Last night when I got home from the hospital, my husband and several of our friends were cutting wood in the driveway. They were working by flashlight. As I got closer, I realized they were building my mother a wheelchair ramp. My eyes filled up with tears as I took in the fact that so many people cared enough about her to do this.
When I entered my kitchen, there was food as far as the eye could see. From the beginning of this harrowing journey, there has been food every night, covered dishes brought by neighbors and friends, all organized by my dear friend Linda. The food has not only nourished our bodies, but our souls as I think of the immense kindness of my circle of friends.
This is a journey of a thousand small shuffles, small victories, small setbacks, and then we shuffle forward together again. At times it is hard not to feel alone when someone you love is being erased piece by piece, but I know I am not alone when I look around and see all of the kindness that my friends and my mother's friends have bestowed upon us.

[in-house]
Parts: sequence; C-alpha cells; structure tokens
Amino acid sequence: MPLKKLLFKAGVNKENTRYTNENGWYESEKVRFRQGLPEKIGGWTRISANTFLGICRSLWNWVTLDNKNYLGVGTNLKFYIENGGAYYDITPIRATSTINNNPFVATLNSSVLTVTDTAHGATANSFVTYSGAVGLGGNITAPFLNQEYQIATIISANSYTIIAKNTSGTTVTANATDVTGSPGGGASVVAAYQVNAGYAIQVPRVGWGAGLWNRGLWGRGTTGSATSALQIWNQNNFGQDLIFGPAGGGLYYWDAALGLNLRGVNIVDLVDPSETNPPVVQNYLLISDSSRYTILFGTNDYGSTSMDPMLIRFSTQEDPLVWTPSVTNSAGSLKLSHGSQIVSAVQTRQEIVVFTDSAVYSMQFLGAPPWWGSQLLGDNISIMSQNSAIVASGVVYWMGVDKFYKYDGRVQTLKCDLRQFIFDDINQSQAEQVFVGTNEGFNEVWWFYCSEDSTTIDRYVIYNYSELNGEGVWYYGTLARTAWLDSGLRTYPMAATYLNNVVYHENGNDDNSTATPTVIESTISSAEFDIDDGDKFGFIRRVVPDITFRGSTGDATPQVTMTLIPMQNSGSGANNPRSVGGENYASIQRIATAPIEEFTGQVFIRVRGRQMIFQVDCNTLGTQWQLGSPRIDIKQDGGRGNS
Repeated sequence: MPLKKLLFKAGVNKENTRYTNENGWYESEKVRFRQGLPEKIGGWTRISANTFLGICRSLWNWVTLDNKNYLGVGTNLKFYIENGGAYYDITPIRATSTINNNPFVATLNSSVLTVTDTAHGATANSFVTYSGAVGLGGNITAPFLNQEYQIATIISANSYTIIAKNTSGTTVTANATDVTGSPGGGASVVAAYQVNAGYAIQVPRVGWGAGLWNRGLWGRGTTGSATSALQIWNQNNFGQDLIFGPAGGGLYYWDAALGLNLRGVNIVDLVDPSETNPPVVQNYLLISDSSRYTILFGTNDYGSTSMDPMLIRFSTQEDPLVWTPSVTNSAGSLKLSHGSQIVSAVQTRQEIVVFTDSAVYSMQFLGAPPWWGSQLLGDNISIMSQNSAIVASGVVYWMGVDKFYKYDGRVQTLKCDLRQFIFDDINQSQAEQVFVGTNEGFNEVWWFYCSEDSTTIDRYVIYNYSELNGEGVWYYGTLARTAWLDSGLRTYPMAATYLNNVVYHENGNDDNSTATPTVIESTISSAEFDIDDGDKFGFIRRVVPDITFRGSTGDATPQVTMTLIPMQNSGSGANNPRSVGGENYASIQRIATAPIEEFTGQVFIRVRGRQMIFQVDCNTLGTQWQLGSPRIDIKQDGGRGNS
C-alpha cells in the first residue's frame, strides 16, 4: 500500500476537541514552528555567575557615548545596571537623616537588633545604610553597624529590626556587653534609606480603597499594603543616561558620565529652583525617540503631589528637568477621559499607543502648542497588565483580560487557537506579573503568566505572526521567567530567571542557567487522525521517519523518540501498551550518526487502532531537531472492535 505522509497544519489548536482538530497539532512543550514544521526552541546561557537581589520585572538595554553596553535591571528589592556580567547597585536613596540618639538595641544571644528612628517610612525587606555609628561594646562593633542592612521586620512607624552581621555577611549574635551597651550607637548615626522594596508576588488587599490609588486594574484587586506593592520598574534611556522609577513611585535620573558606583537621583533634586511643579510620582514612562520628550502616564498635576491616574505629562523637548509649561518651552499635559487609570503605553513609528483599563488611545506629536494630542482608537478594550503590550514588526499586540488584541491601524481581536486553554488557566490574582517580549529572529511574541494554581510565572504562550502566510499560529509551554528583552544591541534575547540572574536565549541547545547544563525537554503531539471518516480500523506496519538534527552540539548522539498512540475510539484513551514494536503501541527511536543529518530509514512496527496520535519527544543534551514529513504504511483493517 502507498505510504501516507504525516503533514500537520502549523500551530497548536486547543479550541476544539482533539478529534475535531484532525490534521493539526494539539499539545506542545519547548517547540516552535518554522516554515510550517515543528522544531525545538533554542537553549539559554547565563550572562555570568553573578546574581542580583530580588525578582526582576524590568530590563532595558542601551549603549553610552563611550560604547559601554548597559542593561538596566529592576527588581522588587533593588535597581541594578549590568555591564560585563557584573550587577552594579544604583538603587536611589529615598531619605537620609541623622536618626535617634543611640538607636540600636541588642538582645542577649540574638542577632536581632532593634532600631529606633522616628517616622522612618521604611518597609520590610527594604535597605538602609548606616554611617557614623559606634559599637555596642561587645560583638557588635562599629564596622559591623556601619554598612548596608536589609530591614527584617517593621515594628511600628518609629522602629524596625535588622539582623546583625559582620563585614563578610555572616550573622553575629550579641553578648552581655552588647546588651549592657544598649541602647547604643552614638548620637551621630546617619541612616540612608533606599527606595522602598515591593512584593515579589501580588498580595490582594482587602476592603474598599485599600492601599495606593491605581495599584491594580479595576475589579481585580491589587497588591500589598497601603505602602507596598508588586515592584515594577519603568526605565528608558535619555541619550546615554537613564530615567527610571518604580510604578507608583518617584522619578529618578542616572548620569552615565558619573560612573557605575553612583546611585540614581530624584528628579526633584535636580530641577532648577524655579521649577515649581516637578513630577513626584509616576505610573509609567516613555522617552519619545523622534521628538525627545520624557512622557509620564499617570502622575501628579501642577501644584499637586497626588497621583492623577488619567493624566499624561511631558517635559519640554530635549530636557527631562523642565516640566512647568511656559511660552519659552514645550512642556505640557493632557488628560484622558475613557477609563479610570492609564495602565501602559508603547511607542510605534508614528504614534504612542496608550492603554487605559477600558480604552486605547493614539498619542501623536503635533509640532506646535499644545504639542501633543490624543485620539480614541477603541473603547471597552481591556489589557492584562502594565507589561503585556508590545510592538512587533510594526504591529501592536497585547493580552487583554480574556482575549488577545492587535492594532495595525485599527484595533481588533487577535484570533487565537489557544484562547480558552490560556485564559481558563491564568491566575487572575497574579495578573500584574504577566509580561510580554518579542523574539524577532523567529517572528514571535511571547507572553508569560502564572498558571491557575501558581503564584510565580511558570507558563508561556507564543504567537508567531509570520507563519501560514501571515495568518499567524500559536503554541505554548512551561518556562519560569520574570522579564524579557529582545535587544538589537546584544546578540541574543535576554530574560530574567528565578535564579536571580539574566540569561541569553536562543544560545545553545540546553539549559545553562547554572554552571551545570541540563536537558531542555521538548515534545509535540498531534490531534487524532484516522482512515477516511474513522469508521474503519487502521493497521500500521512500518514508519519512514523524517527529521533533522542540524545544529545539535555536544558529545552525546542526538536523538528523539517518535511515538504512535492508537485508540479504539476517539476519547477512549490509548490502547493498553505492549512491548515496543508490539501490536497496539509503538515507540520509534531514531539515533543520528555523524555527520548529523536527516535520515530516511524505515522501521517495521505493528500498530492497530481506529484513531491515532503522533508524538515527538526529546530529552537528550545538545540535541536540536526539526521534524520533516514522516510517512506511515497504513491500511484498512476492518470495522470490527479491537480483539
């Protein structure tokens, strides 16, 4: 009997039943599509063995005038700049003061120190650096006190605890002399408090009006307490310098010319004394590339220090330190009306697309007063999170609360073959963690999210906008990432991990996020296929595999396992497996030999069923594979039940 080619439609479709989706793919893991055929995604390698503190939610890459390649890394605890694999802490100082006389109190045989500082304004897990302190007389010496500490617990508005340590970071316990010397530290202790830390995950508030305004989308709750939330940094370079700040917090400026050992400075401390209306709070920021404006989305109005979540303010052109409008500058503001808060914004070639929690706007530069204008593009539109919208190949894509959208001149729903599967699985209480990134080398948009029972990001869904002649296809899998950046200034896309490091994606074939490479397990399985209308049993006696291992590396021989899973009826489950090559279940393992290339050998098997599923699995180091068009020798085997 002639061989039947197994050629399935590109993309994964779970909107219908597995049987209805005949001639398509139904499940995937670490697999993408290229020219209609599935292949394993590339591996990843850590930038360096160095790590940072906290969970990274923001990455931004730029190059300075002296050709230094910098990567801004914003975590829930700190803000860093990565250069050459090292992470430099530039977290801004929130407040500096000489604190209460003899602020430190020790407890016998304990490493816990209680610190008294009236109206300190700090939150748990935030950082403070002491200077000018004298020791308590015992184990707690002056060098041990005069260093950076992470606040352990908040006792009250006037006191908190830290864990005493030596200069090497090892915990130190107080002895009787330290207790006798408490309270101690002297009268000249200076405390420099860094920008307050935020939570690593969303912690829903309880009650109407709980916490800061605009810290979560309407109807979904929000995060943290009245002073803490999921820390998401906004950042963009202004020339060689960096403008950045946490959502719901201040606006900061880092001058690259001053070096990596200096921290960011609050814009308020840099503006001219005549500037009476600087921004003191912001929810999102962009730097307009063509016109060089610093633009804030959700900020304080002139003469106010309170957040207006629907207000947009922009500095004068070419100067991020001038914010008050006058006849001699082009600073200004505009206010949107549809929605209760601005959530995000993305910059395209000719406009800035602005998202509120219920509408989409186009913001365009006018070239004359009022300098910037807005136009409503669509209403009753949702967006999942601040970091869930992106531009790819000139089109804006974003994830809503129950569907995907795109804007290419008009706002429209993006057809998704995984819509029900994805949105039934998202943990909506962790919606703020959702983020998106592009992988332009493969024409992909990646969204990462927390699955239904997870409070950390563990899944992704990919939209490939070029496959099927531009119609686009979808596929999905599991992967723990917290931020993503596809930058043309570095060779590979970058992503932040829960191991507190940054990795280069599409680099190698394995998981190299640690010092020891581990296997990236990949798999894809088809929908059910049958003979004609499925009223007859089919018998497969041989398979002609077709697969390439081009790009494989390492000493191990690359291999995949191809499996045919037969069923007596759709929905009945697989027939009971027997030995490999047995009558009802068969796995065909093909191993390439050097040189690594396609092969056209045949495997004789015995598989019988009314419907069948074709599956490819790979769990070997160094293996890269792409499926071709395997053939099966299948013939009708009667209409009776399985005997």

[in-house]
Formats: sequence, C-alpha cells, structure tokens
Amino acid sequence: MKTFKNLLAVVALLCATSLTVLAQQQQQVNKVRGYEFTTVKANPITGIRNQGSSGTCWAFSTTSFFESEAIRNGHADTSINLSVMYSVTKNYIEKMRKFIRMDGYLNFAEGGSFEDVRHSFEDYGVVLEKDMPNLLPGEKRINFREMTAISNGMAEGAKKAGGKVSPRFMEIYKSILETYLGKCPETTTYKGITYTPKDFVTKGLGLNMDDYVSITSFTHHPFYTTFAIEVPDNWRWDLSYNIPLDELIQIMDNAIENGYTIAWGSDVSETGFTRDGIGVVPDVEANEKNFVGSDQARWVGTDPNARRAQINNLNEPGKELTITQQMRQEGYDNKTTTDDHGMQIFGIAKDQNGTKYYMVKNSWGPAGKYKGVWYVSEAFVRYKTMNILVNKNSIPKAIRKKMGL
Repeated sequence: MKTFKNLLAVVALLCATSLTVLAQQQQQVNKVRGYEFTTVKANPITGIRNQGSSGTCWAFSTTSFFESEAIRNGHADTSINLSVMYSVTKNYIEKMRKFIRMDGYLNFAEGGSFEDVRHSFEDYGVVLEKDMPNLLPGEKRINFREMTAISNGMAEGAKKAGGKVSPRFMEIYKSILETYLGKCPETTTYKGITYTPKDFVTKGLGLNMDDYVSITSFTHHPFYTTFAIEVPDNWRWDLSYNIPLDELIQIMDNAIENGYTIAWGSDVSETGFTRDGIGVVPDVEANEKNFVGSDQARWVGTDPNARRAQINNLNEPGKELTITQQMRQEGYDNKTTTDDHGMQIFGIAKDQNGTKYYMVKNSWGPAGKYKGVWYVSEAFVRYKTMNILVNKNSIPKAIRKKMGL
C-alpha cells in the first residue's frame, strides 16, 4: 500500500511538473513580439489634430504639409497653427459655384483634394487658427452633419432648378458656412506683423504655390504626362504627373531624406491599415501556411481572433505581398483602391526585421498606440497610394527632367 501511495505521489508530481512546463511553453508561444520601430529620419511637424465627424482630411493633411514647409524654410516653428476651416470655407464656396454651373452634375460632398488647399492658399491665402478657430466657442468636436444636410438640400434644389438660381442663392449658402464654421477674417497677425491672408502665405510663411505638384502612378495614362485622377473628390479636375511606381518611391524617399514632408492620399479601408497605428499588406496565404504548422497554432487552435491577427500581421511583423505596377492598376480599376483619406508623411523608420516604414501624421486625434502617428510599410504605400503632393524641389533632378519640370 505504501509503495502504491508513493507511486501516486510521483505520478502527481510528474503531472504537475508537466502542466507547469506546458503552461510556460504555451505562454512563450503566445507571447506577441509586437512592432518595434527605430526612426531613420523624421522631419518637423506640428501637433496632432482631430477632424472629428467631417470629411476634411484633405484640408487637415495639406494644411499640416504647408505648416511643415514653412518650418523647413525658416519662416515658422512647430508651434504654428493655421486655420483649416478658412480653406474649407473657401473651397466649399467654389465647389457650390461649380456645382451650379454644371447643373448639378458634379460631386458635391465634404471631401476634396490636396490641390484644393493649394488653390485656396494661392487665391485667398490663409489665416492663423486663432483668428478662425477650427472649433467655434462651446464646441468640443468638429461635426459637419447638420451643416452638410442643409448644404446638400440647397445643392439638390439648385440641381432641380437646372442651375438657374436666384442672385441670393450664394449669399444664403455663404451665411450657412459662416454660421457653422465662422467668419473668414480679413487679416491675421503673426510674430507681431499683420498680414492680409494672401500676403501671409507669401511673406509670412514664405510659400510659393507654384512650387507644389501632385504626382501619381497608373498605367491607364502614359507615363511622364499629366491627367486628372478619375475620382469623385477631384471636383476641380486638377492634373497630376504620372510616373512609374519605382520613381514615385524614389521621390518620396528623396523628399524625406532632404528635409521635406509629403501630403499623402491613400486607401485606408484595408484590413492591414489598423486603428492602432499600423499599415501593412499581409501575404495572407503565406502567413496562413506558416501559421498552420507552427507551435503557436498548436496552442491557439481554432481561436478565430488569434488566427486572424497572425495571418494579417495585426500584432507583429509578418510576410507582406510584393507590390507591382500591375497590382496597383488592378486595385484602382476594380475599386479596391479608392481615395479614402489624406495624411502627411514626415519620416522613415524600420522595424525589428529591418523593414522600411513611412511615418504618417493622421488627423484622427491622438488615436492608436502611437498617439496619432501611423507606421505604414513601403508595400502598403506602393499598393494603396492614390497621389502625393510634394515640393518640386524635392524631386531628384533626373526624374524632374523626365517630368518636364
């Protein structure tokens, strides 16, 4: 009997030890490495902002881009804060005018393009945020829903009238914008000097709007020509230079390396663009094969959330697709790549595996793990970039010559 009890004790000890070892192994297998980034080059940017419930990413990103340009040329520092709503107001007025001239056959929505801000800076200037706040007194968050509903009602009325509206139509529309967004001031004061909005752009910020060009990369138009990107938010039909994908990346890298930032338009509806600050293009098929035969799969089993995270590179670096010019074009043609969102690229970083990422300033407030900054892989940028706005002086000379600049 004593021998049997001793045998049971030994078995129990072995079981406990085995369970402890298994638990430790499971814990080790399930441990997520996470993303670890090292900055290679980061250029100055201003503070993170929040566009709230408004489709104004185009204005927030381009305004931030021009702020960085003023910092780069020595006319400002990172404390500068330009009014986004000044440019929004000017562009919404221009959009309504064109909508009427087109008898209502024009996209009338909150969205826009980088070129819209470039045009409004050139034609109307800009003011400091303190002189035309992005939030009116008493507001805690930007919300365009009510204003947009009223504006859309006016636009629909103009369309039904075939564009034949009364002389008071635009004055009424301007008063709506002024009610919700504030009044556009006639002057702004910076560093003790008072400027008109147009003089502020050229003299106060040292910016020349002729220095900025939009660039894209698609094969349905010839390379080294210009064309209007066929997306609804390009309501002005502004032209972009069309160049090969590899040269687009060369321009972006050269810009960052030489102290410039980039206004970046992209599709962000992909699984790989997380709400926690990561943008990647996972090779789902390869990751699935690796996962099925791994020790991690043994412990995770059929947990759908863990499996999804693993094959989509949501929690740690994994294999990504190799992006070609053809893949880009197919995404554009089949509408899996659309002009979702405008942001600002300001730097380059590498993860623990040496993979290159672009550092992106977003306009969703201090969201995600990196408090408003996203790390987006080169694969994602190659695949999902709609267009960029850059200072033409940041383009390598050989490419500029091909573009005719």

There is good news. Madeline is happy to be home at my house in her new room that we created just for her. She is positive, cheerful, and claims to have changed from a Type-A to a Type-B. Brain cancer does change people's personalities.
Those of you who know Madeline will probably not recognize the new laid back version, but she's actually a lot of fun and doesn't worry about too much. The best part of today, she is now speaking with a southern accent. You know what they say, you can take the girl out of the south, but you can't take the south out of the girl ... There's no doubt, Madeline has come home.
"It Takes a Village" is an excerpt from Amanda Lamb's journal chronicling her mother Madeline's 2012 battle with brain cancer. To read more entries, visit Madeline's CaringBridge site, or ind out more about Amanda's book, "The Living Room."